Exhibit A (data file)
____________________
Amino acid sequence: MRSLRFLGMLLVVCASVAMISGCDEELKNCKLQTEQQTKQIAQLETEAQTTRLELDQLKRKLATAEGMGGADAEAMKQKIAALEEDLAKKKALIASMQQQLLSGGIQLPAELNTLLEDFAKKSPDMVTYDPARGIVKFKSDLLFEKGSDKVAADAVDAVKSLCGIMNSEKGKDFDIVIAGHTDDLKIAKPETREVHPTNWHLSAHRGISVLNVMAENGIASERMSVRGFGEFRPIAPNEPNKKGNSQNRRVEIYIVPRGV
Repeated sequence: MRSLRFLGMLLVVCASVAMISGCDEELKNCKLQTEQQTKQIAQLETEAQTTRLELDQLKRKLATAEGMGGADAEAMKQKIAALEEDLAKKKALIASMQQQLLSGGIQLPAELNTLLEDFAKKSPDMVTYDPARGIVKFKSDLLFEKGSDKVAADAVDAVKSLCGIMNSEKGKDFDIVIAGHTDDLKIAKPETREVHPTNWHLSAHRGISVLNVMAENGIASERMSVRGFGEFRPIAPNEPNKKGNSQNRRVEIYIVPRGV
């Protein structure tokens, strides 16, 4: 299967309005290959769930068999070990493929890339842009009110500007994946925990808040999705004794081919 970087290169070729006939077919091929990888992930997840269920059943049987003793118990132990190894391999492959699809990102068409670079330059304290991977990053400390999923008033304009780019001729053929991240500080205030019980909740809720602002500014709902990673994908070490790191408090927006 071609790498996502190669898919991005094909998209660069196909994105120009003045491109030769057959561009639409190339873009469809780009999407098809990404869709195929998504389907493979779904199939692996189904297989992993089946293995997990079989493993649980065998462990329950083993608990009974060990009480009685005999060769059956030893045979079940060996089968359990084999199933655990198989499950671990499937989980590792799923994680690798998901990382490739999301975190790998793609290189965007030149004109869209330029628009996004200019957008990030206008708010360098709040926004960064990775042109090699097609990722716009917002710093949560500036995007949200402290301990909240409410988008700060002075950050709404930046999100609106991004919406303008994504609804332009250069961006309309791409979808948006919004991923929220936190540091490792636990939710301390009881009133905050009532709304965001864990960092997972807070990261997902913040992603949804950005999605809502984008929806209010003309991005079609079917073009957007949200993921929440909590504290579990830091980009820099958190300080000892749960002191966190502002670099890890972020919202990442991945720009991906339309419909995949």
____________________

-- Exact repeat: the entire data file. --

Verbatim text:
Amino acid sequence: MRSLRFLGMLLVVCASVAMISGCDEELKNCKLQTEQQTKQIAQLETEAQTTRLELDQLKRKLATAEGMGGADAEAMKQKIAALEEDLAKKKALIASMQQQLLSGGIQLPAELNTLLEDFAKKSPDMVTYDPARGIVKFKSDLLFEKGSDKVAADAVDAVKSLCGIMNSEKGKDFDIVIAGHTDDLKIAKPETREVHPTNWHLSAHRGISVLNVMAENGIASERMSVRGFGEFRPIAPNEPNKKGNSQNRRVEIYIVPRGV
Repeated sequence: MRSLRFLGMLLVVCASVAMISGCDEELKNCKLQTEQQTKQIAQLETEAQTTRLELDQLKRKLATAEGMGGADAEAMKQKIAALEEDLAKKKALIASMQQQLLSGGIQLPAELNTLLEDFAKKSPDMVTYDPARGIVKFKSDLLFEKGSDKVAADAVDAVKSLCGIMNSEKGKDFDIVIAGHTDDLKIAKPETREVHPTNWHLSAHRGISVLNVMAENGIASERMSVRGFGEFRPIAPNEPNKKGNSQNRRVEIYIVPRGV
């Protein structure tokens, strides 16, 4: 299967309005290959769930068999070990493929890339842009009110500007994946925990808040999705004794081919 970087290169070729006939077919091929990888992930997840269920059943049987003793118990132990190894391999492959699809990102068409670079330059304290991977990053400390999923008033304009780019001729053929991240500080205030019980909740809720602002500014709902990673994908070490790191408090927006 071609790498996502190669898919991005094909998209660069196909994105120009003045491109030769057959561009639409190339873009469809780009999407098809990404869709195929998504389907493979779904199939692996189904297989992993089946293995997990079989493993649980065998462990329950083993608990009974060990009480009685005999060769059956030893045979079940060996089968359990084999199933655990198989499950671990499937989980590792799923994680690798998901990382490739999301975190790998793609290189965007030149004109869209330029628009996004200019957008990030206008708010360098709040926004960064990775042109090699097609990722716009917002710093949560500036995007949200402290301990909240409410988008700060002075950050709404930046999100609106991004919406303008994504609804332009250069961006309309791409979808948006919004991923929220936190540091490792636990939710301390009881009133905050009532709304965001864990960092997972807070990261997902913040992603949804950005999605809502984008929806209010003309991005079609079917073009957007949200993921929440909590504290579990830091980009820099958190300080000892749960002191966190502002670099890890972020919202990442991945720009991906339309419909995949």